- ready or willing to fight and hurt others to get what one wants

It is a dog-eat-dog world in our company.

dog in the manger

- someone who prevents others from doing what they themselves do not want to do (in Aesop's Fables a dog that cannot eat hay lays in the hayrack and prevents the other animals from eating the hay)

My friend always acts like a dog in the manger and often tries to prevent us from enjoying ourselves.

donkey's years

- a very long time

I was happy to see my friend because I had not seen her in donkey's years.

a dumb bunny

- a stupid or gullible person

"He really is a dumb bunny. He does such stupid things."

eager beaver

- a person who is always eager to work or do something extra

The woman is an eager beaver and will do very well in this company.

eat high on/off the hog

- to eat good or expensive food

We were eating high off the hog during our ocean cruise.

eat like a horse

- to eat a lot

My brother eats like a horse.

every dog has his day

- everyone will have his chance or turn, everyone will get what he deserves

"Don't worry about him. Every dog has his day and he will eventually suffer for all the bad things that he is doing."

ferret (information or something) out of (someone)

- to get something from someone by being persistent

I worked hard to ferret the location of the party out of my friend.

fight like cats and dogs

- to argue and fight with someone (usually used for people who know each other)

The two children were fighting like cats and dogs when we entered the room.

flog a dead horse

- to continue fighting a battle that has been won, to continue to argue a point that has been settled

My friend was flogging a dead horse when she would not stop arguing about the mistake on her paycheck.

a fraidy-cat

- someone who is easily frightened (usually used by children)

The little boy called his friend a fraidy-cat because his friend would not climb the tree.

get (someone's) goat

- to annoy someone

My friend is always complaining about the way that I do things which gets my goat.

get off one's high horse

- to begin to be humble and agreeable

I wish that my supervisor would get off her high horse and begin to think about how other people feel about things.

get on one's high horse

- to behave with arrogance

My friend is always getting on her high horse and telling people what to do.

go ape (over someone or something)

- to become highly excited or angry about someone or something

Our teacher will go ape if you do not finish the work that was due today.

go hog-wild

- to behave wildly

The soccer fans went hog-wild when they arrived in the city for the game.

go to the dogs

- to deteriorate, to become bad

Many things in our city have gone to the dogs during the last ten years.

go whole hog

- to do everything possible, to be extravagant

We went whole hog in our effort to make the convention a success.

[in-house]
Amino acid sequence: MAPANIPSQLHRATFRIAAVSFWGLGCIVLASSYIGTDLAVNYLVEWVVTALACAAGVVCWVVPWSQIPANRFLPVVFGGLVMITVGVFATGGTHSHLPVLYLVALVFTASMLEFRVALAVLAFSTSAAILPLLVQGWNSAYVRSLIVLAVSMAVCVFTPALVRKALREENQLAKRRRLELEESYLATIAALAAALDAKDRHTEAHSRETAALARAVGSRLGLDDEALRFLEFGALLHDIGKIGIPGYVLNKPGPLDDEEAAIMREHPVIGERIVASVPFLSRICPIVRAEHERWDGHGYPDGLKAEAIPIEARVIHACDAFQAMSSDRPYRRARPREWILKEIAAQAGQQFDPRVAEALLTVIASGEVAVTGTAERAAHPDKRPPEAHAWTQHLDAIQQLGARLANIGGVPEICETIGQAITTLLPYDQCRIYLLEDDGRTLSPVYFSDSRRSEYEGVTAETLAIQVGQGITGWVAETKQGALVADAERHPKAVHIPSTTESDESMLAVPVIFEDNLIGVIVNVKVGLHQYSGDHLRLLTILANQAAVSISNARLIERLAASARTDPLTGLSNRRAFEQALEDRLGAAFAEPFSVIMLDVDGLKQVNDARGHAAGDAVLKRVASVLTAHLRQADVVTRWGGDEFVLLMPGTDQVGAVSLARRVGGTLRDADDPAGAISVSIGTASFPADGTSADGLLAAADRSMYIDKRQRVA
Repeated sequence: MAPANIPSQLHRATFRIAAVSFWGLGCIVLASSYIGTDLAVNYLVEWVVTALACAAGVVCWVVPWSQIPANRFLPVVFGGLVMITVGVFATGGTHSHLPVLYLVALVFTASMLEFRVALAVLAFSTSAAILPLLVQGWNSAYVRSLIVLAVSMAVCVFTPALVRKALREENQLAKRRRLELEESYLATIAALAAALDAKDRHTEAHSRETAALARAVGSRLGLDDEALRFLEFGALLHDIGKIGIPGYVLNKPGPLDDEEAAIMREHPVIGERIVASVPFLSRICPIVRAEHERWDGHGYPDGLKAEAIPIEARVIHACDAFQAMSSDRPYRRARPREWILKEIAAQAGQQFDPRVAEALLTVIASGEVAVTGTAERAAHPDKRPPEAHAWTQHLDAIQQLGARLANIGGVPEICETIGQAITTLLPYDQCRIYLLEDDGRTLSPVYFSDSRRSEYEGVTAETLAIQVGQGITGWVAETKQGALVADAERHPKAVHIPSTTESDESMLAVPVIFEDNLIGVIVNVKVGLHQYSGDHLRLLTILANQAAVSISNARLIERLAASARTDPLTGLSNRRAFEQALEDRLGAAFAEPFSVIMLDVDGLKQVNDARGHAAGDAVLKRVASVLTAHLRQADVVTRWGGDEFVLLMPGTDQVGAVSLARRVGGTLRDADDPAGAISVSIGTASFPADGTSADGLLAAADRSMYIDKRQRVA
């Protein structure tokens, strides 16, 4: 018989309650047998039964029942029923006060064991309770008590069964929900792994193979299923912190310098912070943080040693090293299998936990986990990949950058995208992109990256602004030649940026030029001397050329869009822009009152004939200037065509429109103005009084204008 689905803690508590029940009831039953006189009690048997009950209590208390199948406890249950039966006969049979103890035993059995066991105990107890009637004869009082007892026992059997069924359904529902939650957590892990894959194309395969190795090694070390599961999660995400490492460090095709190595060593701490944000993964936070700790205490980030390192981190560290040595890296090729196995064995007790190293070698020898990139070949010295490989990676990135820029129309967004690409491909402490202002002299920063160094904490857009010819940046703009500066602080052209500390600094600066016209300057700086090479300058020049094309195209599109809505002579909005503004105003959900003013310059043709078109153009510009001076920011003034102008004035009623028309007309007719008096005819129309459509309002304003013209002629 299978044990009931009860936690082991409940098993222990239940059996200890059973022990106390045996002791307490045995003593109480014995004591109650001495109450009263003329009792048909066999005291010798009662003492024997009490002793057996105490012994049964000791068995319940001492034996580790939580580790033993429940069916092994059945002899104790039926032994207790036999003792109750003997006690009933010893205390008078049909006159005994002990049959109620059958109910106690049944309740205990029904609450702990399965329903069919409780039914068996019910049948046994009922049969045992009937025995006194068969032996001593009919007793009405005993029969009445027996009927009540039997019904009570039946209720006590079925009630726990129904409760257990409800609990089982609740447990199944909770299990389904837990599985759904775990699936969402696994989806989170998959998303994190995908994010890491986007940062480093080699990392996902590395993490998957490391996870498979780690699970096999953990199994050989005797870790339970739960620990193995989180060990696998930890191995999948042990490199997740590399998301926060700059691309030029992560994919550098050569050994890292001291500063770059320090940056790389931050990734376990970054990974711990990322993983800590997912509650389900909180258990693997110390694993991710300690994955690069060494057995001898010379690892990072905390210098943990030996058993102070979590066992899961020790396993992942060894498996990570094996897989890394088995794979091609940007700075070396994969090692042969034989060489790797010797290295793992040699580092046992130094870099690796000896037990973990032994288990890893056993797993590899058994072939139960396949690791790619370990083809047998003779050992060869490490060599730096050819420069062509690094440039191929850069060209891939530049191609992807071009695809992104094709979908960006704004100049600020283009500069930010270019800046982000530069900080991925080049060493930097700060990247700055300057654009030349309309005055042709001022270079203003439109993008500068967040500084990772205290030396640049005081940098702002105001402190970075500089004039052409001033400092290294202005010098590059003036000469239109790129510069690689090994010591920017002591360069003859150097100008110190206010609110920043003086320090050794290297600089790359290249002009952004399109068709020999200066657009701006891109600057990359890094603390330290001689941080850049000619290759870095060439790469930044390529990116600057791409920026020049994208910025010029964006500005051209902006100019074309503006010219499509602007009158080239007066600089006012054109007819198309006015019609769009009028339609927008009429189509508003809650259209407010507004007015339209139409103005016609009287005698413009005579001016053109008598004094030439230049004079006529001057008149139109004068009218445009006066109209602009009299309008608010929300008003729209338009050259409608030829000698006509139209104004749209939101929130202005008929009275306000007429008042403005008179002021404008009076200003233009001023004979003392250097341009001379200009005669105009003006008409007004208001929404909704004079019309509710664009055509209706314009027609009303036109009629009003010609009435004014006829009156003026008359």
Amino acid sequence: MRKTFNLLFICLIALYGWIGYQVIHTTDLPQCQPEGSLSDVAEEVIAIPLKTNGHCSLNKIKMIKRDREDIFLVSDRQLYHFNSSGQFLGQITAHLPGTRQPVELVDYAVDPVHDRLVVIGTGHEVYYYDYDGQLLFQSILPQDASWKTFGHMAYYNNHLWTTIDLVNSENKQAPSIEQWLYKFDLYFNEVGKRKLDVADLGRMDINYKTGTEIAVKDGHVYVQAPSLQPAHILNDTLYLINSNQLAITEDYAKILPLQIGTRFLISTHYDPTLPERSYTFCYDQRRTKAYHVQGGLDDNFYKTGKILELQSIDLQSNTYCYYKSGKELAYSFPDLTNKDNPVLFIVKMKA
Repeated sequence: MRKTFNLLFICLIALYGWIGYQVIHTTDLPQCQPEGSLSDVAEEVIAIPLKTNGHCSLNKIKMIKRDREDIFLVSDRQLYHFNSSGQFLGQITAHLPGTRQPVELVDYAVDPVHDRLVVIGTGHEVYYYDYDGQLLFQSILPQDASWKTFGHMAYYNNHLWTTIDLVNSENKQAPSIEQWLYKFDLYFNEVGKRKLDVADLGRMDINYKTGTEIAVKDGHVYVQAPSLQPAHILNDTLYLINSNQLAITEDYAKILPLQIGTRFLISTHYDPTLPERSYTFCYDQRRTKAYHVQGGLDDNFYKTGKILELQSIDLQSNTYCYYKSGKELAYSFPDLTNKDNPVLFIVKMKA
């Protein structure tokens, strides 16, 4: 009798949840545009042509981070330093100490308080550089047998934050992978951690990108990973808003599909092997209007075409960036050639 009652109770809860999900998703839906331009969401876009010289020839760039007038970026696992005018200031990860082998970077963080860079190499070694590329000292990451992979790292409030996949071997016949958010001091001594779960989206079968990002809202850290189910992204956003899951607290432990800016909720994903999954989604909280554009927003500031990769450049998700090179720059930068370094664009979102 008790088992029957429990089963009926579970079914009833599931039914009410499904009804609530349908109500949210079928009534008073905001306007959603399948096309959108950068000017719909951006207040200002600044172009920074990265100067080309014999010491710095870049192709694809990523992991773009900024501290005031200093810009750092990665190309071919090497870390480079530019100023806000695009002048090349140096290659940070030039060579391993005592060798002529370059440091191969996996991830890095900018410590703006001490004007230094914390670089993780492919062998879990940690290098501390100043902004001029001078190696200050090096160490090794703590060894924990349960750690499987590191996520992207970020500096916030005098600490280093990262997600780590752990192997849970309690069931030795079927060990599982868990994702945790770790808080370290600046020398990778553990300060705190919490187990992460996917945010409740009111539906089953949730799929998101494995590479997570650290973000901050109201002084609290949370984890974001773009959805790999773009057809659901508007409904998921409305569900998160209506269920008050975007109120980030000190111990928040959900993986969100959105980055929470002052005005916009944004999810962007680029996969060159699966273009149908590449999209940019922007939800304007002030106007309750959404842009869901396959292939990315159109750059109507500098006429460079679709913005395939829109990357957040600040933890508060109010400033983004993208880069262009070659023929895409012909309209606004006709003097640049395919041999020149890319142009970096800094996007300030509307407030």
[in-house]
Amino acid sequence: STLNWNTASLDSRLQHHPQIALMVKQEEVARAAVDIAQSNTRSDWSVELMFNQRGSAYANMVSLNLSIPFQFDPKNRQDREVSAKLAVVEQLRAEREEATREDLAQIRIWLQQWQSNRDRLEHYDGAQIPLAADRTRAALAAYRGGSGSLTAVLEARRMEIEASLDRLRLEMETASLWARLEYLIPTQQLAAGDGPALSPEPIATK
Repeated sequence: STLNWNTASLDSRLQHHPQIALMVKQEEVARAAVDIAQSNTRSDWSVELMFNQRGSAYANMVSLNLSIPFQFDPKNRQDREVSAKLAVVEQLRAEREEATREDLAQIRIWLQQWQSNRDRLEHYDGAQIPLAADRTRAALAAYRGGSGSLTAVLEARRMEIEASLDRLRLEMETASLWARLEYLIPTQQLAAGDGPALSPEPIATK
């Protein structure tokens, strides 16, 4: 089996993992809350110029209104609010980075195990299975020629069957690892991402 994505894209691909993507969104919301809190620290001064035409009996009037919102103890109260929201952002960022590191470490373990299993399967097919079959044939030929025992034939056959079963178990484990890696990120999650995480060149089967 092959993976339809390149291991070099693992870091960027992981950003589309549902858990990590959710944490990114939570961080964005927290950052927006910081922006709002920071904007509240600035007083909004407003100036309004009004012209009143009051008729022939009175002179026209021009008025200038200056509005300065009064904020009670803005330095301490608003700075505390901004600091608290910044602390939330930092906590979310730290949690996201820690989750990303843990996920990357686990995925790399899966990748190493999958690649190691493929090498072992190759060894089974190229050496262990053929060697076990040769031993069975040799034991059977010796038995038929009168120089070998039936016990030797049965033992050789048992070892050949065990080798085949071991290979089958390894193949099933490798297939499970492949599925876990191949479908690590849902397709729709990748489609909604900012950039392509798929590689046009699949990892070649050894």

grin like a Cheshire cat

- to grin or smile broadly

The little boy was grinning like a Cheshire cat when he entered the room.

the hair of the dog that bit one

- a drink of alcohol that one takes when recovering from a hangover

The man had the hair of the dog that bit him before he ate breakfast.

have a cow

- to become very angry and upset about something

Our teacher had a cow when nobody prepared for the class.

have a tiger by the tail

- to have a task or situation that you are not prepared for or which is a bigger challenge that you expected

The politician had a tiger by the tail as he tried to manage the large problem.

have a whale of a time

- to have an exciting and interesting time

We had a whale of a time at the party last night.

have bats in one's belfry

- to be a little bit crazy

I think that our neighbor has bats in her belfry.

hit the bulls-eye

- to reach or focus on the main point of something

Our manager hit the bulls-eye when he talked about the problems in the company.

hold one's horses

- to wait, to be patient

"Hold your horses for a moment while I make a phone call."

Holy cow

- used to express strong feelings of astonishment or pleasure or anger

"Holy cow," the man said when he saw the car that hit the street lamp.

hoof it

- to walk or run (a hoof is the foot of a horse or sheep or cow, etc.)

I decided to hoof it when I came downtown this morning.

horse around

- to play around (in a rough way)

The teacher told the children not to horse around while they were getting ready for class.

a horse of a different color

- another matter entirely, something else, something different than the subject that is being discussed

Changing locations is a horse of a different color and was never discussed in the meeting.

horse sense

- common sense, practical thinking

The boy does not have any horse sense and often makes the wrong decision.

horse trade

- to bargain in a hard and skillful way

We had to do some horse trading but finally we were able to buy the new house.

to hound (someone)

- to pursue or chase someone, to harass someone

The manager is always hounding the younger members of her staff to make them work hard.

in a pig's eye

- unlikely, not so, never